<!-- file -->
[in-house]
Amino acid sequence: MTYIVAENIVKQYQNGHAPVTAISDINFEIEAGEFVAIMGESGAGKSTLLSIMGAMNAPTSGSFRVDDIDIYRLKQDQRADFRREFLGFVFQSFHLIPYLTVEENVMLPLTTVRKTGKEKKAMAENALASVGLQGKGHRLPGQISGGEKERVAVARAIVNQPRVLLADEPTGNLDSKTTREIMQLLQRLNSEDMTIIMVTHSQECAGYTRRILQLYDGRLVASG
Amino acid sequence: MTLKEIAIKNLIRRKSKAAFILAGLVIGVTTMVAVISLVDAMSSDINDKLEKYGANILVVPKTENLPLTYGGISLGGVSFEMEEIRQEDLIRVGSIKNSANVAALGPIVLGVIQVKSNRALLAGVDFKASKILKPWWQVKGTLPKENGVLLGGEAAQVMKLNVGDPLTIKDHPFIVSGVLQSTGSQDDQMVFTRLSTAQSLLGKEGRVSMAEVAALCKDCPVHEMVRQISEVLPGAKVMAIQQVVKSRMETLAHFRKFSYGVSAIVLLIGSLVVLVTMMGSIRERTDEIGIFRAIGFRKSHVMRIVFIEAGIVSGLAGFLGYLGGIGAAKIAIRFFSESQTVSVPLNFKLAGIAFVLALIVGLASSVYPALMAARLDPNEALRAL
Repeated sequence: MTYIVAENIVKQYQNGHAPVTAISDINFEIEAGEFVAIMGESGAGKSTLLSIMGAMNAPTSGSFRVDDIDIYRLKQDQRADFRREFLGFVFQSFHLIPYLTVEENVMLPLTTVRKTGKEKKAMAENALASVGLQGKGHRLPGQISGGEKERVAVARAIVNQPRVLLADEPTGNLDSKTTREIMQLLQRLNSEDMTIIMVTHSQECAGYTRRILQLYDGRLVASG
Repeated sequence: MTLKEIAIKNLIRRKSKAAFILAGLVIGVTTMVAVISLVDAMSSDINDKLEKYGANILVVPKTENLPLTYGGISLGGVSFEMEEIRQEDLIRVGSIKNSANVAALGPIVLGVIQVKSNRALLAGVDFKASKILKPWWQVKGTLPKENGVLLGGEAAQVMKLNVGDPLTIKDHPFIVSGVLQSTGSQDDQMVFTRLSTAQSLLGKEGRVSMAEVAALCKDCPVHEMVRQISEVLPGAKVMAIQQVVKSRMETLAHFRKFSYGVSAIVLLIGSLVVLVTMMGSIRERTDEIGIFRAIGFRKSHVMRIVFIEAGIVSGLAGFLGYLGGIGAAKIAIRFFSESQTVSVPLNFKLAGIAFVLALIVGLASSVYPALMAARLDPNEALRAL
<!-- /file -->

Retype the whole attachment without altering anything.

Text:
[in-house]
Amino acid sequence: MTYIVAENIVKQYQNGHAPVTAISDINFEIEAGEFVAIMGESGAGKSTLLSIMGAMNAPTSGSFRVDDIDIYRLKQDQRADFRREFLGFVFQSFHLIPYLTVEENVMLPLTTVRKTGKEKKAMAENALASVGLQGKGHRLPGQISGGEKERVAVARAIVNQPRVLLADEPTGNLDSKTTREIMQLLQRLNSEDMTIIMVTHSQECAGYTRRILQLYDGRLVASG
Amino acid sequence: MTLKEIAIKNLIRRKSKAAFILAGLVIGVTTMVAVISLVDAMSSDINDKLEKYGANILVVPKTENLPLTYGGISLGGVSFEMEEIRQEDLIRVGSIKNSANVAALGPIVLGVIQVKSNRALLAGVDFKASKILKPWWQVKGTLPKENGVLLGGEAAQVMKLNVGDPLTIKDHPFIVSGVLQSTGSQDDQMVFTRLSTAQSLLGKEGRVSMAEVAALCKDCPVHEMVRQISEVLPGAKVMAIQQVVKSRMETLAHFRKFSYGVSAIVLLIGSLVVLVTMMGSIRERTDEIGIFRAIGFRKSHVMRIVFIEAGIVSGLAGFLGYLGGIGAAKIAIRFFSESQTVSVPLNFKLAGIAFVLALIVGLASSVYPALMAARLDPNEALRAL
Repeated sequence: MTYIVAENIVKQYQNGHAPVTAISDINFEIEAGEFVAIMGESGAGKSTLLSIMGAMNAPTSGSFRVDDIDIYRLKQDQRADFRREFLGFVFQSFHLIPYLTVEENVMLPLTTVRKTGKEKKAMAENALASVGLQGKGHRLPGQISGGEKERVAVARAIVNQPRVLLADEPTGNLDSKTTREIMQLLQRLNSEDMTIIMVTHSQECAGYTRRILQLYDGRLVASG
Repeated sequence: MTLKEIAIKNLIRRKSKAAFILAGLVIGVTTMVAVISLVDAMSSDINDKLEKYGANILVVPKTENLPLTYGGISLGGVSFEMEEIRQEDLIRVGSIKNSANVAALGPIVLGVIQVKSNRALLAGVDFKASKILKPWWQVKGTLPKENGVLLGGEAAQVMKLNVGDPLTIKDHPFIVSGVLQSTGSQDDQMVFTRLSTAQSLLGKEGRVSMAEVAALCKDCPVHEMVRQISEVLPGAKVMAIQQVVKSRMETLAHFRKFSYGVSAIVLLIGSLVVLVTMMGSIRERTDEIGIFRAIGFRKSHVMRIVFIEAGIVSGLAGFLGYLGGIGAAKIAIRFFSESQTVSVPLNFKLAGIAFVLALIVGLASSVYPALMAARLDPNEALRAL